When the temperature on each side of a thermoelectric device differs, voltage is generated. The thermoelectric effect converts temperature differences directly to electric power and vice versa. The Seebeck Effect occurs when temperature differences are converted directly into electricity.
Aerospace and mechanical engineers have created a super-fast new way to create high-performance, energy-saving thermoelectric devices using machine learning. Yanliang Zhang, associate professor of aerospace and mechanical engineering at the University of Notre Dame, and colleagues Alexander Dowling and Tengfei Luo have developed a machine-learning-assisted super-fast new method for producing high-performance, energy-saving thermoelectric devices.
The novel process uses intense pulsed light to sinter thermoelectric material in less than a second (conventional sintering in thermal ovens can take hours). The team sped up this method of turning nanoparticle inks into flexible devices by using machine learning to determine the optimum conditions for the ultrafast but complex sintering process.
The achievement was just published in the journal Energy and Environmental Science.
The results can be used to power everything from wearable personal devices to sensors and electronics to the industrial Internet of Things. The successful integration of photonic flash processing and machine learning can be generalized to highly scalable and low-cost manufacturing of a wide range of energy and electronic materials.Yanliang Zhang
According to Zhang, flexible thermoelectric devices open up new possibilities for the direct conversion of waste heat into electricity as well as solid-state refrigeration. They also have advantages as power sources and cooling devices because they do not emit greenhouse gases and are durable and quiet due to the lack of moving parts.
The thermoelectric effect describes a phenomenon in which either a temperature difference or an electric current causes a temperature difference. These phenomena are more specifically known as the Seebeck effect, Peltier effect (using an electric current to drive heat flow), and Thomson effect. While all materials have a nonzero thermoelectric effect, in most materials it is too small to be useful.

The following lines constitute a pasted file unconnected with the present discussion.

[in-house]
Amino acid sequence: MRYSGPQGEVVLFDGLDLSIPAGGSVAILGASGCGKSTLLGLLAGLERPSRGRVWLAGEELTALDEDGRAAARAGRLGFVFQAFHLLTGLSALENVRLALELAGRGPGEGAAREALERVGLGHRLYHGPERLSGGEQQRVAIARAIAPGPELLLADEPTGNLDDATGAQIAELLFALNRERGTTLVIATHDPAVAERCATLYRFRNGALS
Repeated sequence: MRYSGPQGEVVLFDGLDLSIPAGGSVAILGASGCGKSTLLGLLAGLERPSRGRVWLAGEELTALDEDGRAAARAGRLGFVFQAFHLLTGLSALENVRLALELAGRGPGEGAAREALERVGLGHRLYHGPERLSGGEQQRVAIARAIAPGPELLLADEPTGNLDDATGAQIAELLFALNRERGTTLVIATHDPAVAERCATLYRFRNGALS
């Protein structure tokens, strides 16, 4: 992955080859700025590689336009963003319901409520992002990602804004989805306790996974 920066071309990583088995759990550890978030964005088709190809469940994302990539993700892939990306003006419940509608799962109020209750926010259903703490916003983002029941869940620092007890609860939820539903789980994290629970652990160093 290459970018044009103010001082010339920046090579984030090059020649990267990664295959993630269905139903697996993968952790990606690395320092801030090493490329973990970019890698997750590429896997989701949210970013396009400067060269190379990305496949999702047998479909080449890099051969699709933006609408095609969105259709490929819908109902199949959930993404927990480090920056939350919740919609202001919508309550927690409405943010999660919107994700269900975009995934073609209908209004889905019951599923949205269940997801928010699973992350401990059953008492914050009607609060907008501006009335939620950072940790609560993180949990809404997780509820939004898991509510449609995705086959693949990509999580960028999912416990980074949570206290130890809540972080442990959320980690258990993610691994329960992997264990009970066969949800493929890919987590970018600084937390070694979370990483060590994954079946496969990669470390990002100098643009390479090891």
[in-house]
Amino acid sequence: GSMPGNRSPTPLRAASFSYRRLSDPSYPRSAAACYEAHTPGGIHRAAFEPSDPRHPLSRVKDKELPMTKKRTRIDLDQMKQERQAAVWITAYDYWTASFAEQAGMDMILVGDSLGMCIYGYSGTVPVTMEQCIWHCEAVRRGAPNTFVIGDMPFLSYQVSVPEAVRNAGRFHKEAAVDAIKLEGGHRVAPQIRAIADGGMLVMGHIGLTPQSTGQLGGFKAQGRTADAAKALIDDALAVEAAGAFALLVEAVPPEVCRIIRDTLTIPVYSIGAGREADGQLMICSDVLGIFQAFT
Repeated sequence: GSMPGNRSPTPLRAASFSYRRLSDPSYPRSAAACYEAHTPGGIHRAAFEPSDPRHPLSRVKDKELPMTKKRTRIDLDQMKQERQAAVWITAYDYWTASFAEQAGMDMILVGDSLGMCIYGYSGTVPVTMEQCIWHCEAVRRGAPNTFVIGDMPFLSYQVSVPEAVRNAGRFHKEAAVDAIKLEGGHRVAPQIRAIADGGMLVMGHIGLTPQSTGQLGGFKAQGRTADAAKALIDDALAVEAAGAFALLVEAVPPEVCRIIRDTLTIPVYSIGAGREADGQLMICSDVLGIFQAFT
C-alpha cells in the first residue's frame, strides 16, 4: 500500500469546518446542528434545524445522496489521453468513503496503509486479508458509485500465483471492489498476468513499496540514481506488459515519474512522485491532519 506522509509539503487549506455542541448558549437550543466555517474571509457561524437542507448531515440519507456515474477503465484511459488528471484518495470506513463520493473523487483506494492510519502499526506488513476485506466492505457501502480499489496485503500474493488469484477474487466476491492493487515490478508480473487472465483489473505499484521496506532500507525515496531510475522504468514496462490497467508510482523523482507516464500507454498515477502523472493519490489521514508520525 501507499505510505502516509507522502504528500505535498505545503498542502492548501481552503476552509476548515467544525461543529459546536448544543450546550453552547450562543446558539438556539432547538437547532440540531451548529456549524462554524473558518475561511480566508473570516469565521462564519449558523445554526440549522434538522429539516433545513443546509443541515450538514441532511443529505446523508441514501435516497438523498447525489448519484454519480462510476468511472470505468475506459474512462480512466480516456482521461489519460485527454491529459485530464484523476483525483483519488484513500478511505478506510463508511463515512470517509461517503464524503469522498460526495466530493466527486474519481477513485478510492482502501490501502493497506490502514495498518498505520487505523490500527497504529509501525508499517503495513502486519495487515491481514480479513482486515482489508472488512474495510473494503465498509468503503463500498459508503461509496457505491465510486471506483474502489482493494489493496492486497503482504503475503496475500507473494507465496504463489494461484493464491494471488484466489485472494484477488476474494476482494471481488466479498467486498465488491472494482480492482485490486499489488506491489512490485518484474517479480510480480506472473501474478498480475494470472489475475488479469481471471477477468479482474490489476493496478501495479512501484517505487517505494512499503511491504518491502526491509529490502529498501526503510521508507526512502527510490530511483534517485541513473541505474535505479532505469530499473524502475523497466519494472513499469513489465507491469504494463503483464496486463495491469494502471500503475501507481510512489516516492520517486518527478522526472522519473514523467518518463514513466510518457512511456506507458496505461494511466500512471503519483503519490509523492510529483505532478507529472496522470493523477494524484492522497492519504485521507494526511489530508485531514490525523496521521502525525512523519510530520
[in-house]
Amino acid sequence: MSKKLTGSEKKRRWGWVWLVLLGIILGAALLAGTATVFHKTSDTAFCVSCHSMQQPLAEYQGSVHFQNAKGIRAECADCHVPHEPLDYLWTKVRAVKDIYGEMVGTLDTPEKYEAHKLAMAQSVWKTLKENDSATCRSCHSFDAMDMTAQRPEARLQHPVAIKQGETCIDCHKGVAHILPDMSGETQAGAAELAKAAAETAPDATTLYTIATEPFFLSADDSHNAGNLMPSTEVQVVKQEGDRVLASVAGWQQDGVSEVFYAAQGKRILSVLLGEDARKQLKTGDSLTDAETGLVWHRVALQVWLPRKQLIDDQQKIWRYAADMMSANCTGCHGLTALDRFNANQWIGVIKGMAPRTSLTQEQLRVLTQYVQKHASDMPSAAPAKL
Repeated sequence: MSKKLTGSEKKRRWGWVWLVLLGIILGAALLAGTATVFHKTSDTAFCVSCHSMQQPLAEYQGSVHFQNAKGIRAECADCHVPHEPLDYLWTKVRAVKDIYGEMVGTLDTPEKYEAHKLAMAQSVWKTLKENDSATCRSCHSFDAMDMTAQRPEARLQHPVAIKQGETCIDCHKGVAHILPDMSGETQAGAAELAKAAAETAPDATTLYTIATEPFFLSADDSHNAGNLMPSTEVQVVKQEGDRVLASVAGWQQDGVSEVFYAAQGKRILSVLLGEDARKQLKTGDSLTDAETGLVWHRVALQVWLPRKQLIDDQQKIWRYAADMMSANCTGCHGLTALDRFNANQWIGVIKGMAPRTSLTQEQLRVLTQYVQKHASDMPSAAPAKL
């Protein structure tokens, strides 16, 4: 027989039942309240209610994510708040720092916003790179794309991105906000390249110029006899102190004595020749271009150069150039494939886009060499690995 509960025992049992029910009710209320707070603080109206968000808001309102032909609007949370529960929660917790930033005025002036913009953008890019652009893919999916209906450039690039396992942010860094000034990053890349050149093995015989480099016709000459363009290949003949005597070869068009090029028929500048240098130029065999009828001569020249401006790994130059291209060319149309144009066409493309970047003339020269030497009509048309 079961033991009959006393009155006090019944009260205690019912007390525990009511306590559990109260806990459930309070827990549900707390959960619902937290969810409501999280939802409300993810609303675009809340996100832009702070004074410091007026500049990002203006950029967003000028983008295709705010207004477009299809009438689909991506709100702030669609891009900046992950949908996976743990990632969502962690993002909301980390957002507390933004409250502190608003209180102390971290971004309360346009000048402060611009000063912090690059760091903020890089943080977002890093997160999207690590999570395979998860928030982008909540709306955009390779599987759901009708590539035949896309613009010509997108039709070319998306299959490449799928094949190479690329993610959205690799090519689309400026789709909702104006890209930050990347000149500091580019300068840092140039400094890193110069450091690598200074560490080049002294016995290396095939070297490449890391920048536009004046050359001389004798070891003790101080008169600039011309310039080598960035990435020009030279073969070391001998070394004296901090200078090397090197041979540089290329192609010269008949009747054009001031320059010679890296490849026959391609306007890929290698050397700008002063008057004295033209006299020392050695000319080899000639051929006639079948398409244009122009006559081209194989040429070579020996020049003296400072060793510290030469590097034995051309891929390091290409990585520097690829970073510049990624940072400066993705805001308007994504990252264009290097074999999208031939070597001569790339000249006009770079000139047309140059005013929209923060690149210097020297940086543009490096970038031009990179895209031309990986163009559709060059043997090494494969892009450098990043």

Despite their broad potential impact on energy and environmental sustainability, thermoelectric devices have not achieved large-scale application because of the lack of a method for fast and cost-effective automated manufacturing. Machine-learning-assisted ultrafast flash sintering now makes it possible to produce high-performance, eco-friendly devices much faster and at a far lower cost.
Thermoelectric devices are used in larger machines to generate electricity. A diesel engine is an excellent example of this. The Maine Thermoelectric Project aims to “recover waste heat from large marine Diesel engines using Thermoelectric technology.” During an initial feasibility study, Maine Maritime’s vessel Friendship was used to conduct preliminary research. Their “green machine” works to recover energy.
“The results can be used to power everything from wearable personal devices to sensors and electronics to the industrial Internet of Things,” Zhang said.
“The successful integration of photonic flash processing and machine learning can be generalized to highly scalable and low-cost manufacturing of a wide range of energy and electronic materials.”